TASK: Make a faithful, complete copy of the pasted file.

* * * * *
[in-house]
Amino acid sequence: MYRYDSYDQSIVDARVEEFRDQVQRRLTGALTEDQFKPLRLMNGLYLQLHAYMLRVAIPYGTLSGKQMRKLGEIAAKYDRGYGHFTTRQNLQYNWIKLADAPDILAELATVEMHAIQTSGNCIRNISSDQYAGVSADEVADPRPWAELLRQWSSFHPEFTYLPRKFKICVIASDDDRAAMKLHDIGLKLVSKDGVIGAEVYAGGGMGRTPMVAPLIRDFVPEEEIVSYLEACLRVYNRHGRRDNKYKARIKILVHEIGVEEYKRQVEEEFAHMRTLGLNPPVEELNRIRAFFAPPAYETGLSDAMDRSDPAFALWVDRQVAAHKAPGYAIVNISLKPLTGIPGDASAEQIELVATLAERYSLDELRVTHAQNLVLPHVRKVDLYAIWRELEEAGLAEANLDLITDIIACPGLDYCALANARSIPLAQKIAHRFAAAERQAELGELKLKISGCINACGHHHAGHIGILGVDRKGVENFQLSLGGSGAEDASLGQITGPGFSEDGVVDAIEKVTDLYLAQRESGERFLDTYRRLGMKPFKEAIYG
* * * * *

[in-house]
Amino acid sequence: MYRYDSYDQSIVDARVEEFRDQVQRRLTGALTEDQFKPLRLMNGLYLQLHAYMLRVAIPYGTLSGKQMRKLGEIAAKYDRGYGHFTTRQNLQYNWIKLADAPDILAELATVEMHAIQTSGNCIRNISSDQYAGVSADEVADPRPWAELLRQWSSFHPEFTYLPRKFKICVIASDDDRAAMKLHDIGLKLVSKDGVIGAEVYAGGGMGRTPMVAPLIRDFVPEEEIVSYLEACLRVYNRHGRRDNKYKARIKILVHEIGVEEYKRQVEEEFAHMRTLGLNPPVEELNRIRAFFAPPAYETGLSDAMDRSDPAFALWVDRQVAAHKAPGYAIVNISLKPLTGIPGDASAEQIELVATLAERYSLDELRVTHAQNLVLPHVRKVDLYAIWRELEEAGLAEANLDLITDIIACPGLDYCALANARSIPLAQKIAHRFAAAERQAELGELKLKISGCINACGHHHAGHIGILGVDRKGVENFQLSLGGSGAEDASLGQITGPGFSEDGVVDAIEKVTDLYLAQRESGERFLDTYRRLGMKPFKEAIYG